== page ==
#ThrowbackCSRFiles: Climate Change – Africa Can Still Feed Africa

Changes in climate such as higher temperatures and reduced water supplies, along with other factors like biodiversity loss and ecosystems degradation, affect agriculture. According to Science, a leading international research journal, by 2030 Southern Africa and South Asia will be the two regions in the world whose crop production will be most affected by climate change. For example, while wheat varieties grow well in temperatures between 15°C and 29°C, in sub-Saharan Africa the average annual temperature currently exceeds this mark during the growing season. Therefore, if current climate trends continue, by 2030 wheat production is likely to decline by 10% to 20% from 1998–2002 yields.
Food insecurity will likely lead to social unrest, as has been the case in the past. For example, between 2007 and 2008, riots took place in several countries when prices of staples peaked. In 2010, hundreds of protesters took to the streets in Mozambique after wheat prices went up by 25% due to a global wheat shortage caused in part by wheat drop destroying wildfires from record heats in Russia. The increase in bread prices led to fires, violence, looting and even deaths.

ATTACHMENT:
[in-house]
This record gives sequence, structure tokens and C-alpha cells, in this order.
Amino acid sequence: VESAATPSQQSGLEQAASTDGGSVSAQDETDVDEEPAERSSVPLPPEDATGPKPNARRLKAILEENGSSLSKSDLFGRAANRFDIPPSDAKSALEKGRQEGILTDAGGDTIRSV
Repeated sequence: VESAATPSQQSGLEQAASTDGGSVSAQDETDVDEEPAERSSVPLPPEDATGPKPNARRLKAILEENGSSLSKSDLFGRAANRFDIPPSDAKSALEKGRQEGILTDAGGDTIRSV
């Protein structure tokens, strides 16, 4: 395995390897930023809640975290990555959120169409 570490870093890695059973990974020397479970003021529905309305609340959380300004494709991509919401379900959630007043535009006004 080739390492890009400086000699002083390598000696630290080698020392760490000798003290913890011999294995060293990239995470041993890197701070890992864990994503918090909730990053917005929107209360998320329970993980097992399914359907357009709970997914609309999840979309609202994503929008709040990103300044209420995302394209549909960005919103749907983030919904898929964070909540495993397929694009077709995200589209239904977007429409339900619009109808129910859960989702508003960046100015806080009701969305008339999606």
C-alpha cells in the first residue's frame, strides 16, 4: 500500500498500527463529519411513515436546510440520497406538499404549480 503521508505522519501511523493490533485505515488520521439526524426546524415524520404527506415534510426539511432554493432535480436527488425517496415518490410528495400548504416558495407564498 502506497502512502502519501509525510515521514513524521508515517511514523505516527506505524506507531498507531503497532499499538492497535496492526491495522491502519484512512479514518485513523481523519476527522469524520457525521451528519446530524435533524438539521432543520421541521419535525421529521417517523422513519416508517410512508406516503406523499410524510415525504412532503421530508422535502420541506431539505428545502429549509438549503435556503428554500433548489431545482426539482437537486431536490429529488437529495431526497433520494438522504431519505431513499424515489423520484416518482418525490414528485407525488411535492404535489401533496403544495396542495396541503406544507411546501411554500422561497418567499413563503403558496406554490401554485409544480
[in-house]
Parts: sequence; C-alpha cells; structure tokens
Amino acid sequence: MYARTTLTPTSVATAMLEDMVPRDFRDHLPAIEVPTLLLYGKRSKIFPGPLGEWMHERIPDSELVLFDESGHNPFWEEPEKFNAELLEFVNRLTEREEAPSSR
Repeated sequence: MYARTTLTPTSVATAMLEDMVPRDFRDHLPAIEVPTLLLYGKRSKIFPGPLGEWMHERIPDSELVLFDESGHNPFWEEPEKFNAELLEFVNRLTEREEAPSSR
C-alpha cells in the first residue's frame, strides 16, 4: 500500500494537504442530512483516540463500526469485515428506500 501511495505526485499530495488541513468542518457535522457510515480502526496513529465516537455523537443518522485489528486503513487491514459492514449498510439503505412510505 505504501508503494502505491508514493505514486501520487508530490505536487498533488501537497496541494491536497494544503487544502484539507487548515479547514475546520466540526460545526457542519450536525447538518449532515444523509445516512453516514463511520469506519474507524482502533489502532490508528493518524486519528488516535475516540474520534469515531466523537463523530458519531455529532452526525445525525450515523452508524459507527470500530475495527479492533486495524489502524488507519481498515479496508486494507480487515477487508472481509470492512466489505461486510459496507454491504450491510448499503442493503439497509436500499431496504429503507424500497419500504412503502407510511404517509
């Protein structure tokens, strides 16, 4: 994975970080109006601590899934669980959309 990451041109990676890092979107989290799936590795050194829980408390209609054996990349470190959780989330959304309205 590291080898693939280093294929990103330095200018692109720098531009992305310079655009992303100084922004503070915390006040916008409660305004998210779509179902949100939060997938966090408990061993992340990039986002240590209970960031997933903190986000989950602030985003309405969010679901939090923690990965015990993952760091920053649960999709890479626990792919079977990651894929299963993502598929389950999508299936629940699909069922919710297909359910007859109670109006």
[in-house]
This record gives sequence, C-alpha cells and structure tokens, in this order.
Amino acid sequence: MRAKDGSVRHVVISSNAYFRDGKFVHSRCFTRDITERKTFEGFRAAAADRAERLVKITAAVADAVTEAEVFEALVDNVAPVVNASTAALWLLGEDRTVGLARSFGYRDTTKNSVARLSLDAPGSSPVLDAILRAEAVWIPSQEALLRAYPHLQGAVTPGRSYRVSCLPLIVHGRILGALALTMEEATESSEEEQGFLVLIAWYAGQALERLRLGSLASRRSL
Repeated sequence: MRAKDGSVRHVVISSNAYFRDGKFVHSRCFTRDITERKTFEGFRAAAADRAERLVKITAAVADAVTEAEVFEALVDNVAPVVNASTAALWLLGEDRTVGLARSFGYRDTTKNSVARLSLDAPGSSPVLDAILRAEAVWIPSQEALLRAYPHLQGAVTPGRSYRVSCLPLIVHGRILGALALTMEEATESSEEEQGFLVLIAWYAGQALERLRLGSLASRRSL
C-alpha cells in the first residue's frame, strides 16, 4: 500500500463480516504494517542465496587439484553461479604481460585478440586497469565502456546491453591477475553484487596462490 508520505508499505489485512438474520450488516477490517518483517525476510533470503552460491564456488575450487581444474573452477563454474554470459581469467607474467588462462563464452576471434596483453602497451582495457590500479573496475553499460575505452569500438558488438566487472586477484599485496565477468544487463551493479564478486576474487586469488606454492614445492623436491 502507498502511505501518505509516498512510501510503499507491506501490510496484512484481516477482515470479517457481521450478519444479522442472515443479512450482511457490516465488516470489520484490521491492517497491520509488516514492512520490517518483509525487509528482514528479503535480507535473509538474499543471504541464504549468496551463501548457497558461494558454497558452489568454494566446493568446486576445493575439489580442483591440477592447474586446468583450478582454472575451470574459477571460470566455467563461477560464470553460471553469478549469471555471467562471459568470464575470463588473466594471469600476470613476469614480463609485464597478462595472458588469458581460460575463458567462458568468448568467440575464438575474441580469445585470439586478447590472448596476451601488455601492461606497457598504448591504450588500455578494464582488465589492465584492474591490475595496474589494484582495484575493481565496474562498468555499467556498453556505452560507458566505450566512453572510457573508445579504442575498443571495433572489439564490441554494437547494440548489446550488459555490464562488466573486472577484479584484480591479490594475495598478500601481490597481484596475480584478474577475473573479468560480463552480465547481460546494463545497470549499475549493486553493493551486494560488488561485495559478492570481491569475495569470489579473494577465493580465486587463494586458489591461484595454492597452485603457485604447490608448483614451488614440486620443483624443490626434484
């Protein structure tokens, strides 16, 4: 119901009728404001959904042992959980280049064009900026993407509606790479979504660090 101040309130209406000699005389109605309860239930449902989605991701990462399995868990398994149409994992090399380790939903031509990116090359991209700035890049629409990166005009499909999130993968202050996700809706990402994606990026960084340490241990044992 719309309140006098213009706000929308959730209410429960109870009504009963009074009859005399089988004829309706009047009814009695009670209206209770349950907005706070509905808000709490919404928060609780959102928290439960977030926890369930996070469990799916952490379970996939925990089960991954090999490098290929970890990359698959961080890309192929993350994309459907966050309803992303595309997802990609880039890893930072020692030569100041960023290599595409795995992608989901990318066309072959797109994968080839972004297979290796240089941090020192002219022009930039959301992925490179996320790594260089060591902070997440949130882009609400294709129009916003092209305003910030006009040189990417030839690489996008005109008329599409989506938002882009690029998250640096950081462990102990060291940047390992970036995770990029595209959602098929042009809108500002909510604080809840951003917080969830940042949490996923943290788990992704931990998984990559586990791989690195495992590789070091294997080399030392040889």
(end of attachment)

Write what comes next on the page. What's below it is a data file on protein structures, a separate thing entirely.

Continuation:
There is a continuing argument as to whether the industrial agricultural revolution will solve some or all of Africa’s climate change problems. However, experts maintain that industrial agriculture currently accounts for one-third of all greenhouse gas emissions – the very element most responsible for climate change. Additionally, they believe that the resources and infrastructure required to operate an industrial agricultural system in Africa are impractical for smallholder farmers.
New machines also mean fewer hands, which may increase unemployment while reducing wages, thus affecting many who depend on agriculture. Because current practices cannot meet future demands, Africa must apply new and better approaches

Excerpts from CSRFiles Volume 3 Issue 4 February 2014

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